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Four small business cyber security bad habits and how to break them



We all have bad habits that we know we should really ditch, whether it’s scrolling through our phone late at night, drinking too much coffee or indulging in one too many sweet treats.

But did you know that your bad online habits might be putting your business at greater risk of a cyber attack?

When it comes to keeping your business safe online, it’s essential to break these bad habits, and fast:

1. Hitting snooze on the update button

Cyber criminals love it when you unknowingly leave your digital doors wide open. One of the reasons software programs get updated so regularly is because programmers are trying to stay one step ahead of cyber criminals and close any doors that might have been unlocked in your systems by hackers. Automatic updates are there to block newly discovered security holes (aka ‘open doors’) in your systems.

Don’t despair, you can close your doors quickly by:

  • making sure your antivirus software is up to date on all your and your employees devices
  • turning on automatic updates for your operating systems and programs on all your devices and those of your employees


If you or your employees are ignoring update prompts, now is the time to stop this bad habit and start accepting all system updates.

2. Skipping out on multi-factor authentication (MFA)

If you run your business from a physical shop front then you’d be very used to locking your doors with keys AND turning on the alarm system at the end of the work day. But did you know that you can do this digitally too?

Think of your passwords as the ‘keys’ to your business. Strong and unique passwords are a great way to avoid being targeted by cyber criminals, but they are not fail safe.

You can turn on the ‘alarm system’ by setting up multi-factor authentication (MFA) on your accounts. When you have a strong password as well as MFA, hackers and scammers need to work out your password AND access your devices in order to get through security, and this becomes nearly impossible. In addition, if someone shady is trying to access your systems using your password/s, you will receive notice of it because the MFA system will contact you to confirm that you are trying to log in. You’ll not only prevent them from accessing your systems but they’ll trip the alarm and let you know that your passwords have been compromised.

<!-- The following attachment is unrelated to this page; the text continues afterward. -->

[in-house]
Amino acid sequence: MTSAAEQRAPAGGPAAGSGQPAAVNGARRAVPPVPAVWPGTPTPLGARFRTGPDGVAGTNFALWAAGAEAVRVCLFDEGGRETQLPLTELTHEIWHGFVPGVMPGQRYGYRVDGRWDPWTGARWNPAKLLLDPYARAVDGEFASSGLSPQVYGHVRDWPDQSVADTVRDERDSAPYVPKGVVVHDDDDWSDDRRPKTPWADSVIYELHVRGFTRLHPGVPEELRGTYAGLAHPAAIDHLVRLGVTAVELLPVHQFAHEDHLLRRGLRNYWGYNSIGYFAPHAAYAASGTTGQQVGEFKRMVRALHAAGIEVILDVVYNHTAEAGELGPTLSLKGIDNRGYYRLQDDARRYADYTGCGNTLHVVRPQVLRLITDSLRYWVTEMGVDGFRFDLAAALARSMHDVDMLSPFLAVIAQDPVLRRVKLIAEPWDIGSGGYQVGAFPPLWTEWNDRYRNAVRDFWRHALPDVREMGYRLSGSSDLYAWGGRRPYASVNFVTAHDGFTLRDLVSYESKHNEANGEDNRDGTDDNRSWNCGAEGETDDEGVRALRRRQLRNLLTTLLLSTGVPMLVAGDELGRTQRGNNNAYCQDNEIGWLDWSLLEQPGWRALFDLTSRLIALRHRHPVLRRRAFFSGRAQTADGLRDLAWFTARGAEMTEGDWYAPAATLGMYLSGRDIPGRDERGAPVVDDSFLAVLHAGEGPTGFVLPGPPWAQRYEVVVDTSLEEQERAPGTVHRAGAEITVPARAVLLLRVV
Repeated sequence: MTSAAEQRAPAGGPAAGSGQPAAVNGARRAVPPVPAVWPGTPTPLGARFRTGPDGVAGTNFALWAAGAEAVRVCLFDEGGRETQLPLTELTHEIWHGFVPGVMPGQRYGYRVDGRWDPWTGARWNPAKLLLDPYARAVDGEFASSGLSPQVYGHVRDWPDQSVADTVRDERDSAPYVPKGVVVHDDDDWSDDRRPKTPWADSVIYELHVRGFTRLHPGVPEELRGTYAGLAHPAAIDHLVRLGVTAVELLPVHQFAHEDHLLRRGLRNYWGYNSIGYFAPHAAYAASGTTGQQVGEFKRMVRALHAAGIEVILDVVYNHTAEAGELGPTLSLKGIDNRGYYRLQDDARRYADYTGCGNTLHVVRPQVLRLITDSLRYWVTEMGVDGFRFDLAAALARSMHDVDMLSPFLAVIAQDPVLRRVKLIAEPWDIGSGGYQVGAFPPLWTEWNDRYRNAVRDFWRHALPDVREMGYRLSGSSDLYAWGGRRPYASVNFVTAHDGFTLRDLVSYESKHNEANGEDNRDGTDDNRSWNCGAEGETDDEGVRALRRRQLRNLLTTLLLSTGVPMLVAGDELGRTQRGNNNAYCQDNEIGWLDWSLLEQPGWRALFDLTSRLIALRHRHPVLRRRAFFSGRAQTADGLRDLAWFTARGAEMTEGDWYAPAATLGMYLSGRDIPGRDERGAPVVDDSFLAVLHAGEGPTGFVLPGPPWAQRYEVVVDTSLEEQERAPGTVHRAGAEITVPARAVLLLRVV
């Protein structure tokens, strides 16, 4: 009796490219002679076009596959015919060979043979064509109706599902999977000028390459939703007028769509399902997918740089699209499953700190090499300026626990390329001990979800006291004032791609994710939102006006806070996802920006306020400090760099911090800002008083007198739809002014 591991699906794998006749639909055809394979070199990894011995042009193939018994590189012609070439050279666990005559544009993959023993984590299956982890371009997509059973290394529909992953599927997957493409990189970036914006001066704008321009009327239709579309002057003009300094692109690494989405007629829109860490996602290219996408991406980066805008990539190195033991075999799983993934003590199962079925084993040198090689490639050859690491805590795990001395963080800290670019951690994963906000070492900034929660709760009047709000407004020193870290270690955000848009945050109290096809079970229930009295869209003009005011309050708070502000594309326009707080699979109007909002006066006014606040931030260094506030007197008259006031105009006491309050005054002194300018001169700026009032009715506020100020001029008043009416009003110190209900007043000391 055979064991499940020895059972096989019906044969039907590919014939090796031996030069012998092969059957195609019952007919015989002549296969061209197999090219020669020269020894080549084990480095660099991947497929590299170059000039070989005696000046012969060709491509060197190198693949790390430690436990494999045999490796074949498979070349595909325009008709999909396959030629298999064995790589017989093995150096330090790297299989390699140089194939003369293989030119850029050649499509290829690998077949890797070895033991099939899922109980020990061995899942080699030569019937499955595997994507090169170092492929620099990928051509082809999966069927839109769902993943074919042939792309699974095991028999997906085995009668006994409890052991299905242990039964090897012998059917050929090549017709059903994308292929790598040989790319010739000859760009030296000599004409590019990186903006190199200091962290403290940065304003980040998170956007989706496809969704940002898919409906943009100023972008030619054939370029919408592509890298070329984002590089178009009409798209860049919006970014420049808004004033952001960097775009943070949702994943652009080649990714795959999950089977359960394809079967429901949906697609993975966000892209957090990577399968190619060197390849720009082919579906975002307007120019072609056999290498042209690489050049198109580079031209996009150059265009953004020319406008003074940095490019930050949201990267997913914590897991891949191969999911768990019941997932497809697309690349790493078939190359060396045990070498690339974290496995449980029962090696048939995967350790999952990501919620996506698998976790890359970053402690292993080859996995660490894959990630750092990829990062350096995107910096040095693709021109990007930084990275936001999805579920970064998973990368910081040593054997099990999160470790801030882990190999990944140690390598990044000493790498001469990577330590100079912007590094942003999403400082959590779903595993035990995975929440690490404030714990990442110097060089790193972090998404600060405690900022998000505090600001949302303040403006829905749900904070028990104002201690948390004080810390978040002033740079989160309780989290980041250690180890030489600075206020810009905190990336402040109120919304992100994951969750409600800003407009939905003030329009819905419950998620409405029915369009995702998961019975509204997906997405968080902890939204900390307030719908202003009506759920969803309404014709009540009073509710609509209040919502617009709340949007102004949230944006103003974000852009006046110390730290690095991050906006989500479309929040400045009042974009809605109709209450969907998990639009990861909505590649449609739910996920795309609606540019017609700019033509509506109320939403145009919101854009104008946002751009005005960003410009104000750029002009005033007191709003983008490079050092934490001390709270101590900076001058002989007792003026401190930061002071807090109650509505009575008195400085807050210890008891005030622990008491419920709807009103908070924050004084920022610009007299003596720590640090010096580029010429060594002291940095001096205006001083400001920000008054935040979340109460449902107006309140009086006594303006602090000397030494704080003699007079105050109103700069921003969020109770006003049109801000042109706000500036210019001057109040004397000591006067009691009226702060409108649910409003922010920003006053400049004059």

The Australian Cyber Security Centre has developed simple guides to show you how to set up MFA on a range of systems.

3. Getting lax with back ups

Back up your data at least once a week – daily is even better. Store it offsite and on separate devices and test the backups often. Find out how here.

4. Leaving cyber security for your IT expert.

You’ve trained your employees on the ins and outs of your business but have you trained them about cyber safety? Set up quarterly cyber safety sessions to remind them about practices in place to make payments, the latest threats going around and policies. Reviewing these tips on a regular basis will ensure good practice becomes a habit.

PRO TIP: Don’t forget your casual employees are part of your cyber safety landscape and need secure logins too. It might be tempting to share a casual password or skip steps for someone only logging in occasionally. Don’t.

Together we can turn those bad habits around, lock Australia’s digital front doors and kick cyber criminals out the door.

Just like we protect ourselves by locking up our businesses and homes at night, the Cyber Wardens program will give small business the skills to shut our digital doors to lurking cyber threats. Cyber Wardens will be the online version of first aid officers or fire safety wardens, who can prevent, prepare, fight and help recover from a cyber attack or the theft of customer data or intellectual property.

With Cyber Wardens, you can keep your digital floors clean and free of cyber criminals fishing.


Learn easy and simple cyber security tips for your small business


More helpful resources for you and your business

It happened to me!

Have you got a Cyber attack story to share? Your story can help other small businesses protect themselves.

It happened to me!

Have you got a Cyber attack story to share? Your story can help other small businesses protect themselves.